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Pet health update

I realized that I should give an update on Macy’s health after my last post. Also, amazingly, my original post about cat seizures continues to garner comments well over a year later. Now up to fifteen comments, people from all over are apparently also seeing seizures and finding this blog. So, I hope to be able to provide a bit of info about what I’ve learned.

Short version: she’s alright now and with any luck, things are now under control. However, there is a slight possibility of a brain tumor or something like that and the only way to tell is to either spend thousands of dollars on scans or continue to medicate and hope that the symptoms don’t get worse. More detail on this below.

By the way, we went to Friendship Hospital For Animals here in DC. I highly recommend it — they’ve got an ER and a full-blown facility unlike the smaller vets that I’m used to. Particularly, if your cat has had seizures before, make sure you know of a hospital like this and how to get to it in the event that you see multiple seizures in a short time.

Also, of course, keep in mind that I’m not a vet and you should be sure to consult with a trained professional. I’m only relating my own experiences and feelings here.

Lastly, the backstory: Macy is about six and a half years old and I’ve had her for six of those years. She had her first seizure in March 2005 and since then she’s had maybe six total (at least when we were present) until she had four in one night last month. We had her on Phenobarbital for about six months initially until the seizures seemed to go away and we took her off of it in September 2005. She had had maybe three “normal” seizures after that. Our vet recommended that we act again if seizures happened more than about once a month.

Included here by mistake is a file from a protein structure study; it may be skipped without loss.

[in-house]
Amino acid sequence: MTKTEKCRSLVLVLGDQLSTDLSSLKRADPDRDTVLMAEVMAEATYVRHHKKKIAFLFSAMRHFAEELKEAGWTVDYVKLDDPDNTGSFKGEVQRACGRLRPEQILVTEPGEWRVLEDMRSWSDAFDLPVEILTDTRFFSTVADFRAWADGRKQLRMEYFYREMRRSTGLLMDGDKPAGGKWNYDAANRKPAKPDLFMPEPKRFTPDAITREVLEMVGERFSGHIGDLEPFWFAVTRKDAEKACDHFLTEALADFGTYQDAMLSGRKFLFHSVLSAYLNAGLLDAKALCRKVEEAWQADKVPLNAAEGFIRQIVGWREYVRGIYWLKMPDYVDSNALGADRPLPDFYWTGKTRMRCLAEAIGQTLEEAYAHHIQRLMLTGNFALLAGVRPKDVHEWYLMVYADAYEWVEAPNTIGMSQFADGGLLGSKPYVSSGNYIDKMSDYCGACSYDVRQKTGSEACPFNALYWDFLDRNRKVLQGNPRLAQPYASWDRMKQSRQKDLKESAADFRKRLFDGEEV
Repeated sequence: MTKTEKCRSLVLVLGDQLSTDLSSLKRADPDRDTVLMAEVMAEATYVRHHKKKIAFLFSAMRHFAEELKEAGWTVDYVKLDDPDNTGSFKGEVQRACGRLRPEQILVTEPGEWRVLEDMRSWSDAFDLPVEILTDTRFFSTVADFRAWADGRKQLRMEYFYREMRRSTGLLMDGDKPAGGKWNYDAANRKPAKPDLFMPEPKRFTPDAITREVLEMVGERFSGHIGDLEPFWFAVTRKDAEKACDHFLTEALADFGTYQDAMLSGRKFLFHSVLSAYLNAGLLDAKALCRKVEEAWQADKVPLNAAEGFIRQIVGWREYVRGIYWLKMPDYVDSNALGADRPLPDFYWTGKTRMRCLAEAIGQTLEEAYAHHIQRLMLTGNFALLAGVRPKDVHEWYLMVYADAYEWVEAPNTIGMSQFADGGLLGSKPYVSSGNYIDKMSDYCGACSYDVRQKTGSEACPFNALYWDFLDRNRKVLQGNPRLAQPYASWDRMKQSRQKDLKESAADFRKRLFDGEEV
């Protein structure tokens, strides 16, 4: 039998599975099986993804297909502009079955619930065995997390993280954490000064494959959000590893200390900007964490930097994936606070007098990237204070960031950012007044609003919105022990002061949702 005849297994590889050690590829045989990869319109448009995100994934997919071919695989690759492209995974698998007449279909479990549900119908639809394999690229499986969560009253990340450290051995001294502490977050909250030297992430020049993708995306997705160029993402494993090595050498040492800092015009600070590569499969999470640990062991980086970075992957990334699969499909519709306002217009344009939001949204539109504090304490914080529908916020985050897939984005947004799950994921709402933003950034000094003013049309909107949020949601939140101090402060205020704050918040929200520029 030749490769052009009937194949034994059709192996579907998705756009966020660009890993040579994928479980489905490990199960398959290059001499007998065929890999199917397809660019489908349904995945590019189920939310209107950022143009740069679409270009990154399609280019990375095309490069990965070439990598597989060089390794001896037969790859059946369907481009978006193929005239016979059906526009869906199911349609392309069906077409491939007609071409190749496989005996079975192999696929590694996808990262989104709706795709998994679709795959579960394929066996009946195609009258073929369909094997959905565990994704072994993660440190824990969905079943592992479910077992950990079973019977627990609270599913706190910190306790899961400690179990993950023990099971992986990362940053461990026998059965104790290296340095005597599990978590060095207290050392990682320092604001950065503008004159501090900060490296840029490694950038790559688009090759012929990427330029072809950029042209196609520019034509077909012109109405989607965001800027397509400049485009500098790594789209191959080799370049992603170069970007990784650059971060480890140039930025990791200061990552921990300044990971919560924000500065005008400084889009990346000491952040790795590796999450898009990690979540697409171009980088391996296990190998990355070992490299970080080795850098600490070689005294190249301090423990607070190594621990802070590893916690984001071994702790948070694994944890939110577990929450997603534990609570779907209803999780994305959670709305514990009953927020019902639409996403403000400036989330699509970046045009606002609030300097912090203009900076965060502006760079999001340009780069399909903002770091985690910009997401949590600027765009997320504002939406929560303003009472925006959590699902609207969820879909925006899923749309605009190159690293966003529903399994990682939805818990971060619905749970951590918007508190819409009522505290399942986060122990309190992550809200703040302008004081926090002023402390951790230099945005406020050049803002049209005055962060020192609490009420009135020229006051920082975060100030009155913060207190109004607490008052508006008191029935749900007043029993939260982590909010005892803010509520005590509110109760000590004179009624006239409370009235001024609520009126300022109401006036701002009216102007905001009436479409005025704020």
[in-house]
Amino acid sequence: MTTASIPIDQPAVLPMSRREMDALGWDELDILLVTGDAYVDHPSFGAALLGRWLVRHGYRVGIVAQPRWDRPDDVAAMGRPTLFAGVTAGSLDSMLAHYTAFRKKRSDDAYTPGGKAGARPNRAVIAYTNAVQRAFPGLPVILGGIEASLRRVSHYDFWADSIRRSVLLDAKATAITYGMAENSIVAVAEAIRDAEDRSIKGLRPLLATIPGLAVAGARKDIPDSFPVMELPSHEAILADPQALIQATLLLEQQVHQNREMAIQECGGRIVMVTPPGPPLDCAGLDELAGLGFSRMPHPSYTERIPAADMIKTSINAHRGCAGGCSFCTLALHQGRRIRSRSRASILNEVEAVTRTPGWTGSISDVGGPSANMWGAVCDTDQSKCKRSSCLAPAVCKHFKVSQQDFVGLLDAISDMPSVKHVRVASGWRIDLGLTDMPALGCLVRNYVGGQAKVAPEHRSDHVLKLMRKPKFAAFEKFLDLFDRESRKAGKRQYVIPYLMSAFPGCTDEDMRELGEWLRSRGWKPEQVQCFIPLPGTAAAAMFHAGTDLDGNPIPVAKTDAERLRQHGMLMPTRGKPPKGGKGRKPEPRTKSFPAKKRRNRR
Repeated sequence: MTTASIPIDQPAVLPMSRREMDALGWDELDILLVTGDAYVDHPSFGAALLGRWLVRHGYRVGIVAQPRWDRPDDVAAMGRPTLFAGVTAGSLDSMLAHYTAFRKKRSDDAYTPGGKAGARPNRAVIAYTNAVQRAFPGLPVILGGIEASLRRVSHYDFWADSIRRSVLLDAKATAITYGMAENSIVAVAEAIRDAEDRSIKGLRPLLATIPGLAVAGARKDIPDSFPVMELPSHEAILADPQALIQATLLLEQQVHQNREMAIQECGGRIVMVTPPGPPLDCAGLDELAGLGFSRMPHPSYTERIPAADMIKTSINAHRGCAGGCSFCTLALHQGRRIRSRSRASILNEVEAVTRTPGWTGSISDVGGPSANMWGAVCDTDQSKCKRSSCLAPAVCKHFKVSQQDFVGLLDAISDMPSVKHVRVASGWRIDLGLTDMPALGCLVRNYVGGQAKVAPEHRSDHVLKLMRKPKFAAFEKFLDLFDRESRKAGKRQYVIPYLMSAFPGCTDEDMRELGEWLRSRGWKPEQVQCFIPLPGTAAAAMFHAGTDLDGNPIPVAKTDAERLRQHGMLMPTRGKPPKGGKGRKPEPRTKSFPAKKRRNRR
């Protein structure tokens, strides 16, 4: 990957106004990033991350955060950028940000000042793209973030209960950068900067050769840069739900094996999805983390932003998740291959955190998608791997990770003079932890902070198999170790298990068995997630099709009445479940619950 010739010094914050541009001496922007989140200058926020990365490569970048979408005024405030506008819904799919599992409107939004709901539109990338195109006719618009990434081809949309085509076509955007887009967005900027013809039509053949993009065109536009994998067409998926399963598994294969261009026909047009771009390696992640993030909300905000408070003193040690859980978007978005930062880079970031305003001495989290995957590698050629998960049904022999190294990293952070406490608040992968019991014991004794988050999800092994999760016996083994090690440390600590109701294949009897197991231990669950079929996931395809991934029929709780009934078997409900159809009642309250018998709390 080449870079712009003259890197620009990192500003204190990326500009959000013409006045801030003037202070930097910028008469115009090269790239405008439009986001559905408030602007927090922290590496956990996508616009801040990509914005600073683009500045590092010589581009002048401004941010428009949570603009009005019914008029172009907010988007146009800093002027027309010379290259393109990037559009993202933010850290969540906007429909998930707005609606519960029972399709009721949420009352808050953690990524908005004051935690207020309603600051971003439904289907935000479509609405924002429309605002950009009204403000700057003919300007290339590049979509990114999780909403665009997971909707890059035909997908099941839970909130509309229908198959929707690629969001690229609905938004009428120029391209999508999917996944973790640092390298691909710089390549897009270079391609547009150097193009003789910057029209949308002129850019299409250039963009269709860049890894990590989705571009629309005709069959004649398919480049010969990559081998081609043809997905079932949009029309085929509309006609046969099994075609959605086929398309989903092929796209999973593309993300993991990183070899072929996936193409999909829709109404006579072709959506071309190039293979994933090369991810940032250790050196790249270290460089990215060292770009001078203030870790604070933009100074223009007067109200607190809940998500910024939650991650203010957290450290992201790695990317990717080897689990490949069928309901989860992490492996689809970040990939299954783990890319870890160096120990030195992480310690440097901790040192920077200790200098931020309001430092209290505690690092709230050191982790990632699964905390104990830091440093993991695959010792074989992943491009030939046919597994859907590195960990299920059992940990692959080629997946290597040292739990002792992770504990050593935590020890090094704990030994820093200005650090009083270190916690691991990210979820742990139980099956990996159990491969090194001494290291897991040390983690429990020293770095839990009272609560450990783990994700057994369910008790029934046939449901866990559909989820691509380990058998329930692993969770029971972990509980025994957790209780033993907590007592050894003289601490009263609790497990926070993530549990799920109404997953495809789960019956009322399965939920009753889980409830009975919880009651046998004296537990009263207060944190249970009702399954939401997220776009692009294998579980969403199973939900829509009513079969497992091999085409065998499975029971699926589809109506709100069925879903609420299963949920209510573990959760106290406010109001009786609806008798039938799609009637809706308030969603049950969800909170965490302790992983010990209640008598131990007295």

Here are the possible causes of the seizures as outlined to us:

  1. Environmental toxins: This would be poisons such as lead in your home or plants harmful to cats. We pretty much ruled this out. We’ve lived in three places total since this began and all were a couple years old or newly renovated.
  2. Liver shunt: More info on this here. This can be ruled out with what is called a bile acids test. It was ruled out in our case.
  3. Epilepsy: I actually originally misunderstood our vet in that this was exceedingly rare and she had only diagnosed one cat in 12 years. However, this is not because of rarity but rather because of near impossibility to diagnose. You have to diagnose by elimination. This is manageable with Phenobarbital, which we have put Macy back on. Seizures should hopefully go away entirely.
  4. Brain tumor: This can be diagnosed with an MRI or similar scan and would then require brain surgery to be hopefully removed. Typically, it’s my understanding that most owners hope for epilepsy and begin treatment and if the seizures continue or get worse, assume brain tumor. This is certainly a more economical option. Of course, for absolute peace of mind, you go straight for the MRI to rule out the tumor. The ballpark cost for the scan (not counting hospitalization and such) is about $1000 from my understanding.

Given Macy’s age and after some heartfelt thought, we decided to medicate her with Phenobarbital and take a wait-and-see approach. She seems fine and I will of course update as things progress!

I hope this info is useful. It seems the best use of my blog lately has been a pet health resource but hey, what’re you gonna do?

{ 2 } Comments

  1. Sarah | March 14, 2007 at 7:38 pm | Permalink

    oh I see now..Well I am very glad your cat’s seizures are somewhat under control and that there is hope of keeping my kitty. I will make sure and post in hopes that it will help someone else and their poor cat.

  2. John-David | May 4, 2007 at 8:59 pm | Permalink

    Thank you for the update. I found your original post a short while ago as my six year old cat just had a seizure and it scared me to death. The picture you posted looked exactly like him. It’s good to know that there are treatments for this, so I can have hope that my cat can stay with me for a long time.